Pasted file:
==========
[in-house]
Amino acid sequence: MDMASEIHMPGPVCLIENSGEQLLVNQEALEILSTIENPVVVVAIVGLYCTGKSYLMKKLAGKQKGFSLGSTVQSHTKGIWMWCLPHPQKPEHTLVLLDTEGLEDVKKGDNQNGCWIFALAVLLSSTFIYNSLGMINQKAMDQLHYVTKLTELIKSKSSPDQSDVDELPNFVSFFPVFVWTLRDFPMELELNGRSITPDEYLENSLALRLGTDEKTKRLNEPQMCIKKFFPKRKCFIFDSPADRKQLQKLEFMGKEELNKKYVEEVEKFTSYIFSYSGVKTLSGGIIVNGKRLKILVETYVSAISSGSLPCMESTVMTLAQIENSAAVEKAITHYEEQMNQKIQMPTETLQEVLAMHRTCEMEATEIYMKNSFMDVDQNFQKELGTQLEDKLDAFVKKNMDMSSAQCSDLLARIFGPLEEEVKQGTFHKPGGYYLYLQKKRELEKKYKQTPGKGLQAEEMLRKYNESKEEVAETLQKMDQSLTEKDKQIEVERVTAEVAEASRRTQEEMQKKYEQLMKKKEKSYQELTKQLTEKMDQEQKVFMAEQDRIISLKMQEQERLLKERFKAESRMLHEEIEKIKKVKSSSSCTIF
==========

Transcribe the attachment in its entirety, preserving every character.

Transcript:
[in-house]
Amino acid sequence: MDMASEIHMPGPVCLIENSGEQLLVNQEALEILSTIENPVVVVAIVGLYCTGKSYLMKKLAGKQKGFSLGSTVQSHTKGIWMWCLPHPQKPEHTLVLLDTEGLEDVKKGDNQNGCWIFALAVLLSSTFIYNSLGMINQKAMDQLHYVTKLTELIKSKSSPDQSDVDELPNFVSFFPVFVWTLRDFPMELELNGRSITPDEYLENSLALRLGTDEKTKRLNEPQMCIKKFFPKRKCFIFDSPADRKQLQKLEFMGKEELNKKYVEEVEKFTSYIFSYSGVKTLSGGIIVNGKRLKILVETYVSAISSGSLPCMESTVMTLAQIENSAAVEKAITHYEEQMNQKIQMPTETLQEVLAMHRTCEMEATEIYMKNSFMDVDQNFQKELGTQLEDKLDAFVKKNMDMSSAQCSDLLARIFGPLEEEVKQGTFHKPGGYYLYLQKKRELEKKYKQTPGKGLQAEEMLRKYNESKEEVAETLQKMDQSLTEKDKQIEVERVTAEVAEASRRTQEEMQKKYEQLMKKKEKSYQELTKQLTEKMDQEQKVFMAEQDRIISLKMQEQERLLKERFKAESRMLHEEIEKIKKVKSSSSCTIF